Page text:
Help from kelp
By Marion Owen, Fearless Weeder
for PlanTea, Inc. and
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Though not all of these compounds are fully understood, many scientific studies have determined what gardeners and farmers have known for centuries: Seaweed, or kelp, is one of the most valuable soil conditioners in the world.
Why good soil is so-o-o important
want to share this bit of wisdom with all your friends: Healthy soil is
the key to successful gardening. We're so focused on what happens
above the soil, we often forget that what's happening below the
soil's surface is a whole lot more than we realize.
Here's another way to put it: Feeding plants without concern the long term health of the soil is like building a house on sand. Thus, organic gardening practices are by far the best way to improve this critical part of your plants' living space.
How ocean plants help earth plants
Seaweed, which originates from the ocean's garden, is one of the best materials for an earth garden. For one thing, kelp helps stimulates soil bacteria. This, in turn increases fertility of the soil by humus formation (which feeds on the bacteria), aeration and moisture retention. Let's look at some other ways that kelp helps:
Where, oh where to find seaweed
If you live near the ocean, then you have it made. By the truckload or bucket, any amount of kelp is a bonus.
Kelp is loaded with minerals and nutrients. Recent studies show that kelp is one of the best materials you can feed your plants. Here, Kodiak, Alaska gardeners collect it by the truckload. (Marion Owen photo)
Seaweed also comes in a variety of commercial products, as a liquid kelp extract, as a dried kelp meal or blend. Kelp, for example, is the main ingredient in PlanTea, the patented, organic plant food in tea bags. After brewing a batch of PlanTea, you can use it as a concentrate or diluted as a foliar spray. Each 3 x 4-inch tea bag makes 5 gallons of foliar spray.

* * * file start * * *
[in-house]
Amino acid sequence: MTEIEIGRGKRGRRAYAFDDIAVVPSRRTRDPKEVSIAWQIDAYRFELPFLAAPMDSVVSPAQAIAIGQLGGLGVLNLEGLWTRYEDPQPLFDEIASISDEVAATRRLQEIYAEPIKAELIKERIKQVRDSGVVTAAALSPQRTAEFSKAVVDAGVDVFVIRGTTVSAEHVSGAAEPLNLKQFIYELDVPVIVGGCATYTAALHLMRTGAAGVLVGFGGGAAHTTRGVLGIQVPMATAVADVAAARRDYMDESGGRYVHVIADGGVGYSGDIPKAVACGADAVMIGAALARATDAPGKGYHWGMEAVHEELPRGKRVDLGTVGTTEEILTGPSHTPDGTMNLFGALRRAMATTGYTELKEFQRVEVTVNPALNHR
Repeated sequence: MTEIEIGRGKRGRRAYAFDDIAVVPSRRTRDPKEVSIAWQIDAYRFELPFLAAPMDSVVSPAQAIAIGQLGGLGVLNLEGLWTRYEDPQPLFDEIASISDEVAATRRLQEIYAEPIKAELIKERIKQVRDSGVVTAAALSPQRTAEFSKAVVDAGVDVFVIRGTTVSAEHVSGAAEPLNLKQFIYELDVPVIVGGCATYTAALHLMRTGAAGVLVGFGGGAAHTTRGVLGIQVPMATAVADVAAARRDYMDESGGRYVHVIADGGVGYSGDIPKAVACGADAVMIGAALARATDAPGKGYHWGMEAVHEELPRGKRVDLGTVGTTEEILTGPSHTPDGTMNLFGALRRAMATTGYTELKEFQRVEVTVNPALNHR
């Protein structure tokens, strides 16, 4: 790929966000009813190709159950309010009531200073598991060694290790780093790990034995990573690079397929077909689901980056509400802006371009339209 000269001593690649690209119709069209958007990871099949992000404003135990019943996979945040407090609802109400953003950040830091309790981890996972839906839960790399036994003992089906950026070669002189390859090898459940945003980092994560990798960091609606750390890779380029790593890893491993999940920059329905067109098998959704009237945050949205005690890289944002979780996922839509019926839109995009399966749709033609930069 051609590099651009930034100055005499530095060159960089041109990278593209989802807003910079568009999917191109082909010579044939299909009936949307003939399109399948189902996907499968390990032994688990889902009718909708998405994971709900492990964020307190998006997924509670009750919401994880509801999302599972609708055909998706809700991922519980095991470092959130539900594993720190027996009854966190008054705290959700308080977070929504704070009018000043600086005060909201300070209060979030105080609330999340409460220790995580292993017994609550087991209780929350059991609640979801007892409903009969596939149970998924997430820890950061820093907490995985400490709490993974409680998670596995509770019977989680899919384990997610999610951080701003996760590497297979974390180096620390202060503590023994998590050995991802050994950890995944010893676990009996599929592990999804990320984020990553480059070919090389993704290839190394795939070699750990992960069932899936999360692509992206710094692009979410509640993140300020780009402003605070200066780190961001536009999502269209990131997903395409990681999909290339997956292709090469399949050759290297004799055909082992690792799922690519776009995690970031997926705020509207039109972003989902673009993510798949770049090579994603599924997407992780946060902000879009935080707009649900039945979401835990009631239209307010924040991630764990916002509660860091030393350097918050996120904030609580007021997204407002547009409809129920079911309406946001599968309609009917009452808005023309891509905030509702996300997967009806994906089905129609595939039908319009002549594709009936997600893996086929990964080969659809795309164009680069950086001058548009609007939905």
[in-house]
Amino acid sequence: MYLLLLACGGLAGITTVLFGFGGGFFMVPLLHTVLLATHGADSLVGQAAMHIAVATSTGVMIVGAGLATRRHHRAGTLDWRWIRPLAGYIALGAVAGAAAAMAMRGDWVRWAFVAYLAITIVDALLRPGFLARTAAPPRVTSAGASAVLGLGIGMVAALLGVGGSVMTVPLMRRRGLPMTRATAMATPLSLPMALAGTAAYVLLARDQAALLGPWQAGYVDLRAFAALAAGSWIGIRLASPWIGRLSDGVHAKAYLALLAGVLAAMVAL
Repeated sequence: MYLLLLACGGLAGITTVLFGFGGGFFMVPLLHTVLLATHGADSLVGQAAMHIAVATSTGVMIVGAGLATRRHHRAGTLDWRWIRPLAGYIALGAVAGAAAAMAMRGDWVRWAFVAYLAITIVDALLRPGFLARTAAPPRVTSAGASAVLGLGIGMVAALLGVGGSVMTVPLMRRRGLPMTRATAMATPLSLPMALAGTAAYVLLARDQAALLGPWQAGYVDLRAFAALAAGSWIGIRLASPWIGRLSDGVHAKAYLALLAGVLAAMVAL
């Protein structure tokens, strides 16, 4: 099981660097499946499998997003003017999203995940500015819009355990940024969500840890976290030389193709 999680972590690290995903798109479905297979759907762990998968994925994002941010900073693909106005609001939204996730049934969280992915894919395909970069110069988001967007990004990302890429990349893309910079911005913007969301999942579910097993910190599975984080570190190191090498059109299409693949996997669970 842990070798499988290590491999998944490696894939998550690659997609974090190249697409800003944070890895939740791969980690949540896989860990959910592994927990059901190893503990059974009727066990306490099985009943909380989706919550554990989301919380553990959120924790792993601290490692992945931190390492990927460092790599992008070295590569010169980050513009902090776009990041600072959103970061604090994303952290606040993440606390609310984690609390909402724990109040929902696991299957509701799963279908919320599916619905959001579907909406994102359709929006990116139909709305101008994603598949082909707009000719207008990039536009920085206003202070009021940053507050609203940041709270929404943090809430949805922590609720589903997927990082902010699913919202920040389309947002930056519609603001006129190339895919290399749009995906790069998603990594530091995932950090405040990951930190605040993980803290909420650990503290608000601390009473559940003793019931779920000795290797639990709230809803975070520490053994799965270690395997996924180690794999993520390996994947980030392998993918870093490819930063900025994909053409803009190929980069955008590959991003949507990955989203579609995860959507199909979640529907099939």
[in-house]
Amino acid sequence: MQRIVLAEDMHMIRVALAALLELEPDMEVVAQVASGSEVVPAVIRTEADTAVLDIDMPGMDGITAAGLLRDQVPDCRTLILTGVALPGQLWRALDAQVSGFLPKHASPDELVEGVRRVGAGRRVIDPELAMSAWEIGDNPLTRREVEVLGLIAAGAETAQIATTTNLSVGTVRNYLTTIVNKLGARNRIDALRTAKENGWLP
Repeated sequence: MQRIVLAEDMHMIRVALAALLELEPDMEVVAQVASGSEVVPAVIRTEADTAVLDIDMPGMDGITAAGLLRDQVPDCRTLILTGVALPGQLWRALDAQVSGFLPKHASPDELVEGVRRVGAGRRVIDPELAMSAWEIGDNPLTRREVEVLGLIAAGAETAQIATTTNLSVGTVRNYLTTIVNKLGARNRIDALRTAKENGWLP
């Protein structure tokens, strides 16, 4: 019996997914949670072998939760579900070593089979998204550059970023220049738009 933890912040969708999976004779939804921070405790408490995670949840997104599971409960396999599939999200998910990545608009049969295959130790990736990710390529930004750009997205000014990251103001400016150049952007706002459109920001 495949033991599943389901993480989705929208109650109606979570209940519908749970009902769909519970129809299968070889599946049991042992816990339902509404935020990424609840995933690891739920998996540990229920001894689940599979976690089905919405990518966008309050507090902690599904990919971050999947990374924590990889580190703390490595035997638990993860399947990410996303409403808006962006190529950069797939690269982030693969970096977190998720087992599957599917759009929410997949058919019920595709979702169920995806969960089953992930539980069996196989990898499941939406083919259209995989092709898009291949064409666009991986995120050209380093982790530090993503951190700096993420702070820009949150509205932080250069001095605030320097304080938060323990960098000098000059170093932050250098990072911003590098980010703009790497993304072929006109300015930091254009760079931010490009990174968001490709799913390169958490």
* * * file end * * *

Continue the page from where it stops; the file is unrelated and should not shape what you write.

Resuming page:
How to apply seaweed
You can apply fresh kelp directly to the soil (some people suggest rinsing it to remove the sea salt, but for the past 20 years I've never found it necessary). Arrange it as a 2 to 4-inch mulch layer or include it in the compost pile. Seaweed decays quickly because it contains little cellulose. What's nice too, is that you don't introduce weed seeds with seaweed mulch.
You can also apply kelp as a liquid fertilizer at the base of plants to reach the root zone, add it to a drip irrigation system or as a dilute foliar spray. In recent tests at Virginia Polytechnic Institute, soil sprayed with a seaweed solution had 67 percent to 175 percent more roots than untreated soil.
To make your own liquid kelp, add a couple handfuls of seaweed to a 5-gallon bucket of water. Stir the concoction daily for a few days, then strain and dilute it using the ratio of 1 part kelp liquid to 2 parts water.
Any sprayer or mister will work, from hand-trigger units to backpack models. The best times to spray are early morning and early evening, when the liquids will be absorbed most quickly. Spray the tops and bottoms of leaves until the liquid drips off the leaves.
Prevention is the best defense: use kelp
According to Rodale's All-New Encyclopedia of Organic Gardening (TIP: You can find inexpensive, used copies of this "indispensable resource for every gardener" are available through Amazon.com), sprays of seaweed extract can help prevent plant diseases. "They work by improving the overall health of the plant."
Such foliar sprays (liquid fertilizers sprayed on plants) are up to 20 times more effective as a way to supply nutrients when the soil is poor quality or when roots are stressed from transplant shock or suffering from extreme heat and drought conditions. Here, too, PlanTea is very effective in improving soil conditions and giving plants a helpful boost.
As people become more sensitive to environmental issues, the need for organic gardening methods plays a critical role in our health and the health of the planet. The use of kelp--a natural, renewable gift from the ocean--helps us with our efforts in the garden. What could be nicer?
Thanks for visiting and please stop by again. I'll put the coffee on!
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